California ‘Epsilon’ strain of COVID-19 could evade vaccines, study says

A new study has found that COVID-19 vaccines may be somewhat vulnerable to the California “Epsilon” strain of virus.

The variant has three spike protein mutations it uses to weaken current vaccines by up to 70 percent, according to researchers from University of Washington and the San Fransisco-based lab Vir Biotechnology.

The strain’s mutations break down neutralized antibodies, which are produced by vaccines such as Pfizer and Moderna and protect against infection, according to the study, published in the journal Science on July 1.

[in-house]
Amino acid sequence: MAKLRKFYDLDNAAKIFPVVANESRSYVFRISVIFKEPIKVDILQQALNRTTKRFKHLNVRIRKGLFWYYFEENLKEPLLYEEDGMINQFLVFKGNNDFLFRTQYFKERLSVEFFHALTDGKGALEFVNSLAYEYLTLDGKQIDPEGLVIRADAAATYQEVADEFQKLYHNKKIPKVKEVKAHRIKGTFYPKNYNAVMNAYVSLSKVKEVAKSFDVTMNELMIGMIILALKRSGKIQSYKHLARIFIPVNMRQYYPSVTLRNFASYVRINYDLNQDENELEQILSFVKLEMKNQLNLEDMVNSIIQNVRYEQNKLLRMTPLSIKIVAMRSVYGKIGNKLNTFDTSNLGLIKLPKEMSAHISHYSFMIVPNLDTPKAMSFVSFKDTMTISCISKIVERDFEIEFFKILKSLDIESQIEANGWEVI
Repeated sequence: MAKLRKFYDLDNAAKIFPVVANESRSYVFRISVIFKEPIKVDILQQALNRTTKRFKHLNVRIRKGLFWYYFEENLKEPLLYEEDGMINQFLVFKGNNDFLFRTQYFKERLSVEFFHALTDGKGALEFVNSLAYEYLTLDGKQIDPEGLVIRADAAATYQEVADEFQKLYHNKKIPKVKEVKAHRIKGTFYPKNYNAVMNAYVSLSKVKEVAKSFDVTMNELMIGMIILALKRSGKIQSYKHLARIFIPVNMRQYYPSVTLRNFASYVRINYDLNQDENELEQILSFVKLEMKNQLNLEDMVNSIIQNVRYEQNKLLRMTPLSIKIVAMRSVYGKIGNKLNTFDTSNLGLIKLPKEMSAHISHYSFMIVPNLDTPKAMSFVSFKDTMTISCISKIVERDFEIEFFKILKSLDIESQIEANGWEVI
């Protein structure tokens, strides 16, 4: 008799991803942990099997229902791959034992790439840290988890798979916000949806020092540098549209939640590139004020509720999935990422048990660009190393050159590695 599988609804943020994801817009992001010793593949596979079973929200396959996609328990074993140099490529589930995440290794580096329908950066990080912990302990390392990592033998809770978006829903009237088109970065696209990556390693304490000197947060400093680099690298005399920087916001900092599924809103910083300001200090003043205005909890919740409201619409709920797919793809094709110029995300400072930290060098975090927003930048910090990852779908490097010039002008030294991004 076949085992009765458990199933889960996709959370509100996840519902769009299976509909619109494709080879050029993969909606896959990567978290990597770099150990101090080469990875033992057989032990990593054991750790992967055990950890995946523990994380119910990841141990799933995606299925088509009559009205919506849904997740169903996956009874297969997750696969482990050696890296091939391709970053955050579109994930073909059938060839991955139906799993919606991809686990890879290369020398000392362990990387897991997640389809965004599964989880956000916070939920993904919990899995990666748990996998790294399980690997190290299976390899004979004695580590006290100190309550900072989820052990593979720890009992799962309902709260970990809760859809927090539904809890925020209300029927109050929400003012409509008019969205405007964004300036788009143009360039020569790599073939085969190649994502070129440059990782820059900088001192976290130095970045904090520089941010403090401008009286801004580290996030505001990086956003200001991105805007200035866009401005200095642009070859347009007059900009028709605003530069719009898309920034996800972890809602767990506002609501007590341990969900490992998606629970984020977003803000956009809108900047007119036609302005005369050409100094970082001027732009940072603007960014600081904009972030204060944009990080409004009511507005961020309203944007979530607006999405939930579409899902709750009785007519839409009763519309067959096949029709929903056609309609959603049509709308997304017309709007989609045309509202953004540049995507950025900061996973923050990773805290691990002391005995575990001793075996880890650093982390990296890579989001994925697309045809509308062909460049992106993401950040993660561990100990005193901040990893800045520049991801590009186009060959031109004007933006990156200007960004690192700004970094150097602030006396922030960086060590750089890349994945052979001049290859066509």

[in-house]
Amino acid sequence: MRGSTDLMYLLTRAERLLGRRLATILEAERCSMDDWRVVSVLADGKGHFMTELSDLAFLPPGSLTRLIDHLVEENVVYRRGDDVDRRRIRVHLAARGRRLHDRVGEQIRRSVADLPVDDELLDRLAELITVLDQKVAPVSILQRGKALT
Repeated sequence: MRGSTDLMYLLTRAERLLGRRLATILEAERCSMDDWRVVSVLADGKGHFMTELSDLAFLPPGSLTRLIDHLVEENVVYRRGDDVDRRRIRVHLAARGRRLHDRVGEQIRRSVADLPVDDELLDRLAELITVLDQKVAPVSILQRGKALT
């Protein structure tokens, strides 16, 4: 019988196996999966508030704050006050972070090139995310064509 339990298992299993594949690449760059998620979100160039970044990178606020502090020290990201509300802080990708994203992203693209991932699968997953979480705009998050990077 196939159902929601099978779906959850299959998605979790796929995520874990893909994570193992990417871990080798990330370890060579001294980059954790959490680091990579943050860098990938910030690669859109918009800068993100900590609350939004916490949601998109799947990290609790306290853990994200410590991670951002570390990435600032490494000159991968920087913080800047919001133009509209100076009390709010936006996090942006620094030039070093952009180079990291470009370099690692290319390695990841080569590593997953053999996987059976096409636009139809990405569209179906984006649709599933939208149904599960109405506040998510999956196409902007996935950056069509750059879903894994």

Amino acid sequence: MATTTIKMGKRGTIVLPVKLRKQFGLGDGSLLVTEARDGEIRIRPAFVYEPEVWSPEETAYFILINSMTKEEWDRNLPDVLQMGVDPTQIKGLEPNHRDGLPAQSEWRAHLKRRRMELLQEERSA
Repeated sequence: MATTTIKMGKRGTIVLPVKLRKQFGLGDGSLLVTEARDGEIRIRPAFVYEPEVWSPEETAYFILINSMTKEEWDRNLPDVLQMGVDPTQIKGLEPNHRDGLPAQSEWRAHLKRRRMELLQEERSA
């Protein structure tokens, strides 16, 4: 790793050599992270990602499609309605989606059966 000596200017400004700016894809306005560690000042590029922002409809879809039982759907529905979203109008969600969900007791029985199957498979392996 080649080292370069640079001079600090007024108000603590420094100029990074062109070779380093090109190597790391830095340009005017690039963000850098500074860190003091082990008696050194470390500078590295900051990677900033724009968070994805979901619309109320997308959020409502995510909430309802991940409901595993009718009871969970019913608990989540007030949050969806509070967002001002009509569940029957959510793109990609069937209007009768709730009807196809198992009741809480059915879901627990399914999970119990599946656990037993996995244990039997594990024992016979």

The spike mutations may also be able to side-step the naturally produced antibodies a person forms after being infected with the coronavirus, according to the report.

The effectiveness of current shots could be reduced by 50 to 70 percent against the strain, which was first found in May 2020, according to the study.

During a probe of one of the spike proteins, the researchers found the mutation weakened 14 out of 34 of the vaccine-safe neutralizing antibodies, according to

Overall, roughly 97 percent of the 49,221 cases of the variant — also known as the  B.1.427 and B.1.429 strains  — reported worldwide have been in the US, with over half in California.

Meanwhile, the Delta strain, which was first detected in India, became the most dominant strain of coronavirus in the world Wednesday, according to the Centers for Disease Control and Prevention.

The strain makes up more than half of all new cases in the U.S. and is the second-most dominant variant in New York City.